Too big to fail?

Too big to fail?

The mantra “too big to fail” was an apt warning in 2008, as the world was tipping into financial crisis. It turned out that Lehman Brothers was in fact too important a banking institution to be allowed to go down. When it did, its collapse set off the global recession.

The shaky prospects of the Bashar al-Assad regime in Syria have evoked similar “too big to fail” cautions. It’s widely feared that the fall of the Baath government would open a Pandora’s box, bringing a violent re-arrangement of the whole Middle East. While few might love al-Assad and his murderous cronies, it’s held that things in the region could easily go from bad to worse in his absence. A sordid but tolerable equilibrium has been obtained. Let it stand. So goes the conventional wisdom.

A little examination shows that wisdom to be a myth. The illusion of the al-Assad regime’s indispensability has been a careful creation of the al-Assads, principally the father Hafez, and it took on a life of its own over the years as a multitude of Western political leaders and pundits bought and perpetuated the Baathist pitch – that Syria was the linchpin for peace in the Middle East, that all roads toward settlement between Israel and the Arabs must pass through Damascus.

And so from the H.W. Bush administration to the Bill Clinton years, Hafez al-Assad received no fewer than 30 visits from American secretaries of state, and one from Clinton himself. A stream of European leaders courted Damascus in their own fashion. The al-Assads, father and son, responded with smoke, mirrors, broken promises and blackmail, making peace hints to Tel Aviv, backing away, suggesting that there could be accidents in the oil fields if Saudi aid didn’t continue, pulling the strings in Beirut to keep Lebanon off balance, harboring the imprisoned leader of the outlawed Kurdistan Workers’ Party, or PKK, Abdullah Öcalan while complaining that Turkey was withholding water from the Euphrates. Nothing of substance has ever come from the hopes laid at the al-Assad doorstep. Mischief has been the only product.

Among those watching what’s happening in Syria today, there may be a good many who still cling to the notion of the al-Assad government as an irreplaceable balance wheel. But that’s not the main reason why the world is currently standing back and not backing the uprising the way it did in Libya, where fewer citizens were being mowed down by the regime. Nor does the reluctance to interfere come from fear of a serious fight – or from a wish not to lock horns with Russia and China at the U.N. Security Council. Compared to Libya, the Baath regime would be a paper tiger militarily. Half a dozen major Syrian cities are already anti-al-Assad strongholds. As to the opposition of Russia and China, both have been ignored during the NATO actions in Libya, and they would be ignored again.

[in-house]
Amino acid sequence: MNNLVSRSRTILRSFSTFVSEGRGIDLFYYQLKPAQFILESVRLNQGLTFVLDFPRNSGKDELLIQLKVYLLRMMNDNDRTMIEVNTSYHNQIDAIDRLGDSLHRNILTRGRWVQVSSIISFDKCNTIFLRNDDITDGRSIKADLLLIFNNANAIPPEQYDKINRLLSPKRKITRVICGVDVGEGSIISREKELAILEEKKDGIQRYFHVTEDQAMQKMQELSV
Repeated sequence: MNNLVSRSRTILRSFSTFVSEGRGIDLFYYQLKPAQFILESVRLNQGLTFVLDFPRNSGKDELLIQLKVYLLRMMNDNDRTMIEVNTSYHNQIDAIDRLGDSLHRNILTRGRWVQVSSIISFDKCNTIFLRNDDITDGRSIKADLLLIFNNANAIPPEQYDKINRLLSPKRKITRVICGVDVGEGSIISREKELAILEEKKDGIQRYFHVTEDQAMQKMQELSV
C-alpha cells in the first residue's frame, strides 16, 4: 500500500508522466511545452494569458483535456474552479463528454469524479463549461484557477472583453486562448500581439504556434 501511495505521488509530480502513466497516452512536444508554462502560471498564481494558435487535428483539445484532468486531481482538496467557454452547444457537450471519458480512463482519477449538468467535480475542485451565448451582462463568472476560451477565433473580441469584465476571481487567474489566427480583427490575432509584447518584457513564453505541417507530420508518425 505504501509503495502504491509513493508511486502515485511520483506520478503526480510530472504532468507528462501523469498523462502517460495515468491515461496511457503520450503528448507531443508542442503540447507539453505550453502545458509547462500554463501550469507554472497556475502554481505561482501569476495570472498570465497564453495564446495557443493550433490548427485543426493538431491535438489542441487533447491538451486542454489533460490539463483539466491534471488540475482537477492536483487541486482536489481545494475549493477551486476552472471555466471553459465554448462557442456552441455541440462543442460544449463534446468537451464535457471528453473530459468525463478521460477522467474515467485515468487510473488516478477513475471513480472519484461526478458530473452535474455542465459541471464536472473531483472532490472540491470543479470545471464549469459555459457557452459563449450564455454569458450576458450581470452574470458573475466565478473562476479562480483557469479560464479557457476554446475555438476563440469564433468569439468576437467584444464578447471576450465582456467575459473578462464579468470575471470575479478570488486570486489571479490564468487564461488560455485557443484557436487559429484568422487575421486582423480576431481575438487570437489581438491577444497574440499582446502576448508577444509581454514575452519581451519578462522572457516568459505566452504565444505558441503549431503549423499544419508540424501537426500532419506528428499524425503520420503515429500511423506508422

No, the unwillingness to go beyond sanctions and admonitions with Syria has to do with a West set against any more military actions in Muslim countries. Iraq, Afghanistan, and Libya have given the Crusader image an uncomfortably high profile. Therefore, the bloodletting in Syria will grind on with its own momentum, probably unassisted. The al-Assad government will eventually fall because of the hate it has banked with its people. The collateral losers will be Iran, Syria’s chief ally, and Hezbollah, their Lebanese apprentice – as well as Russia and China, who have chosen not to take issue with the Baath government’s murders.

When the books are opened after the regime’s fall, it will become clear that its vital broker role was never much more than a confidence game, a political Ponzi scheme based on lies and manipulation – that in fact Baathist Syria has a third-rate military, a primitive economy leaning more and more on agriculture as its oil dwindles and worse public services than several African countries.

For all of this, a post-al-Assad government will have far more public structures to work with than the new Libya does – yet more worries about violent sectarian score-settling, as the Alawites exit, the majority Sunnis take over and the Christians seek cover. The external relations will be pure guesswork. Yet however awkwardly the future Syria may sort itself out, another Middle East miracle will have occurred – one in which it was a citizen rebellion that did the job of bringing down a regime deemed too big to fail.